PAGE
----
The role of key person is much more than just a title. It is a requirement of the Early Years Foundation Stage that a key person must be assigned to your child when they start. You should be told who this key person is and have their role explained to you. The key person will help your child to settle and will then be responsible for ensuring that the care your little one receives meets all of their needs.
The key person will be your first point of contact at the preschool, and is also responsible for exchanging information with you. You will get verbal updates most days, and regular learning journey updates about how well your child is progressing in their learning and development.
It will be the key person who observes your child regularly as they are playing and learning, they will pay attention to how your child learns, what they enjoy playing with and what they need more support with. They will also keep a record of the observations they have made, in Tapestry; an Online Learning Journal that documents your child’s progress through the Early Years Foundation Stage.
The key person will use their observations to plan further learning opportunities that are based on your child’s individual interests and needs. This is because they know that children learn best when the experiences they have are challenging and enjoyable, allowing them to play and explore, to concentrate and to develop their own ideas.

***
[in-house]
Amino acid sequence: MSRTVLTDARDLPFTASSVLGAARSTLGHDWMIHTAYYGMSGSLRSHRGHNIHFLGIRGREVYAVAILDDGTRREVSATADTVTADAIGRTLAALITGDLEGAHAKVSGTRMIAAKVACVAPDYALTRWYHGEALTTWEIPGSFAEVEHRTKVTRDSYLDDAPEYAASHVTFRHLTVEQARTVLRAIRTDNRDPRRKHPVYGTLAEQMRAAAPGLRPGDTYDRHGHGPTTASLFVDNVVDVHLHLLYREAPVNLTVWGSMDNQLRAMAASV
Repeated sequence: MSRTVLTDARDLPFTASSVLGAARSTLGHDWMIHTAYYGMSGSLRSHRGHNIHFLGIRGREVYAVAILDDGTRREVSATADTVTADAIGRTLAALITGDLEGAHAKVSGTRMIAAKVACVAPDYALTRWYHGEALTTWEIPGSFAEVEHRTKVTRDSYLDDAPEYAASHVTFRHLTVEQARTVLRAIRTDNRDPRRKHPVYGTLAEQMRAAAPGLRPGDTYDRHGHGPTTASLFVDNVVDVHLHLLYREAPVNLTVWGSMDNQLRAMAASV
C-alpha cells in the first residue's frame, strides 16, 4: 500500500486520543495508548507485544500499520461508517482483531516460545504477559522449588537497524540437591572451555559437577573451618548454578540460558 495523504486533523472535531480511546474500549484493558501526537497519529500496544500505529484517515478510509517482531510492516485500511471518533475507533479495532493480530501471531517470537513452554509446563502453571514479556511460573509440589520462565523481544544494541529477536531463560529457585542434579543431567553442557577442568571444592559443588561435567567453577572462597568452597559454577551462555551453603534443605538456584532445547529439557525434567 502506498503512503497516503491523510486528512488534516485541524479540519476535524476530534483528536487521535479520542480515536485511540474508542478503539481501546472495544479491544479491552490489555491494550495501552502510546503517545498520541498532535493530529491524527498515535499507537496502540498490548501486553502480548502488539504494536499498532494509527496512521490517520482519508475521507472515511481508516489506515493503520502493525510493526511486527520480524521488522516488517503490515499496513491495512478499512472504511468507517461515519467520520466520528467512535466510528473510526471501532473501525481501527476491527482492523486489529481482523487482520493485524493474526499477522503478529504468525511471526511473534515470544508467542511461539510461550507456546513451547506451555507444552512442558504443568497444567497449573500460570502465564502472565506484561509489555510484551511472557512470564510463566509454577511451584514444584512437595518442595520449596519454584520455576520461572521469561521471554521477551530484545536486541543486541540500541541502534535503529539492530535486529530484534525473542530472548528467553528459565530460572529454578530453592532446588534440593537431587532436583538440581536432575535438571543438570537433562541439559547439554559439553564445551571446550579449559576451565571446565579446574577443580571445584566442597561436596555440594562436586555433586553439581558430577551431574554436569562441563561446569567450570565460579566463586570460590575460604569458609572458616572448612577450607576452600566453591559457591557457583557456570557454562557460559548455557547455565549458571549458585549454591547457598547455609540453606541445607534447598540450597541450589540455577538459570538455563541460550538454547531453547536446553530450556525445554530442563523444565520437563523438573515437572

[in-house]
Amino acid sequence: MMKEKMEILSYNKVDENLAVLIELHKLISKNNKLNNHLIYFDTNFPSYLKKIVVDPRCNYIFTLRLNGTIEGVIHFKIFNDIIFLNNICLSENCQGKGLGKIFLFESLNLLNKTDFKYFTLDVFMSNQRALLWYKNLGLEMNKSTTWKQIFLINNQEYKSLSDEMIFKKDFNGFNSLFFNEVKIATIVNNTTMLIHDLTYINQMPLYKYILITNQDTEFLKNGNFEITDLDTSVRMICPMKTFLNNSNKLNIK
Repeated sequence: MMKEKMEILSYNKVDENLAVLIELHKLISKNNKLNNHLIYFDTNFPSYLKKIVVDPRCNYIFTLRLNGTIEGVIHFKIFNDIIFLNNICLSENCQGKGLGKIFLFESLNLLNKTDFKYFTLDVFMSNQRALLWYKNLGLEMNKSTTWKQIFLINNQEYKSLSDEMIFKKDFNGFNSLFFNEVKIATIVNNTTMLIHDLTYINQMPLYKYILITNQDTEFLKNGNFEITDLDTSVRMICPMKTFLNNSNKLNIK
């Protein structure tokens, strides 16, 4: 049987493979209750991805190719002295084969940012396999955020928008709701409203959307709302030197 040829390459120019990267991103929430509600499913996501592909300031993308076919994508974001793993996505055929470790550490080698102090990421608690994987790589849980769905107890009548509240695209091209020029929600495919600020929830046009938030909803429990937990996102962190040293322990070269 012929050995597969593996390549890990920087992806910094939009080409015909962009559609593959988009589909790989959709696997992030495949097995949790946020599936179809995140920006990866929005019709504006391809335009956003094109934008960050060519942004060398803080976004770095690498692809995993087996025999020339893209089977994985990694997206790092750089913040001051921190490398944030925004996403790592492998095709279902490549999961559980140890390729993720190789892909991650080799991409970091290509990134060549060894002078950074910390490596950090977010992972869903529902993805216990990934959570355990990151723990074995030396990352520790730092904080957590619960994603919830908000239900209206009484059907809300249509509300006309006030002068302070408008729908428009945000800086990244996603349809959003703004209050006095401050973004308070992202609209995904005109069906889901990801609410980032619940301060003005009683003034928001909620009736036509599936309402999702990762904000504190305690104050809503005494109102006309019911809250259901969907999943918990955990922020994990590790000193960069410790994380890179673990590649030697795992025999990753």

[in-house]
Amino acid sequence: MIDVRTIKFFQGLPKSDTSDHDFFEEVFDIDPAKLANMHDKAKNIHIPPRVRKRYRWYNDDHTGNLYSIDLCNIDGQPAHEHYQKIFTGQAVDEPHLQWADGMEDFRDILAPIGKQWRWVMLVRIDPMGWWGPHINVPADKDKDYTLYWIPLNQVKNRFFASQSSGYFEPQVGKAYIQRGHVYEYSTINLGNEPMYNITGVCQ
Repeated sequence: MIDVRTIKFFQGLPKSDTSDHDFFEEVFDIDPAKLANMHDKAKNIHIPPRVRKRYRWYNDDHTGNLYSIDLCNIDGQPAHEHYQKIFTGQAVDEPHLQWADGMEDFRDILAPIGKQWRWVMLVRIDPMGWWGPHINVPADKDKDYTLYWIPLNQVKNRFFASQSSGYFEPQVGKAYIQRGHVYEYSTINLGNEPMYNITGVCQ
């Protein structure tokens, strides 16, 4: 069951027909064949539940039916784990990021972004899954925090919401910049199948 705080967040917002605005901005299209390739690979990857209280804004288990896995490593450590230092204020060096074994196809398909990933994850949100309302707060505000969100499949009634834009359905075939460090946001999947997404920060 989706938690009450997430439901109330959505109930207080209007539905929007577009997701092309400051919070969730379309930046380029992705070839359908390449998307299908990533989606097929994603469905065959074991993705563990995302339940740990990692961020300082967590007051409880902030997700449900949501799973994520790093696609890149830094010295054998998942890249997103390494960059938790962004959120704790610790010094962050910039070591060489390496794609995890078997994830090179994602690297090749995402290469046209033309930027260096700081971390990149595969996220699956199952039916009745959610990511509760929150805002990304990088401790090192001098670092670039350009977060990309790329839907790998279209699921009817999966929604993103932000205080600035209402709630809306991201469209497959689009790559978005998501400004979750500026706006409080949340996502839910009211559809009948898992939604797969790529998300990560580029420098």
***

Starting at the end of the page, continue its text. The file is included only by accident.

A key person’s responsibilities stretch beyond meeting the basic needs of your child and exchanging information with you. From the moment that you are introduced the key person should make you feel that Paddocks Pre-school is a safe place that you can trust, they are your insight into your child’s world whilst they are away from you, whilst establishing the professional boundaries and expectations upon which your on-going relationship is based. Please also refer to our setting policy on The Role of the Key Person and Settling In (4.1).
Your feedback is valued and will be listened to as part of the partnership between you, your child and the key person.
Be prepared to share information about what your child enjoys doing at home and any new skills they have mastered. The information that you share is really important to the key person as they need to understand your child’s interests and abilities.
If you have a concern about your child’s overall development the key person will work closely with you, using their observations and records to see if your child is developing as expected. If they are also concerned they will seek support to make sure that your child receives extra help if they need it.
If your concern is about the quality of care, then you must speak to the key person in the first instance, if they cannot reassure you, they will refer you to our managers and explain how you can make a formal complaint.
The most important aspect of the key person’s relationship with parents is that you can work together as a team to ensure the very best care and education for your child whilst they are away from home.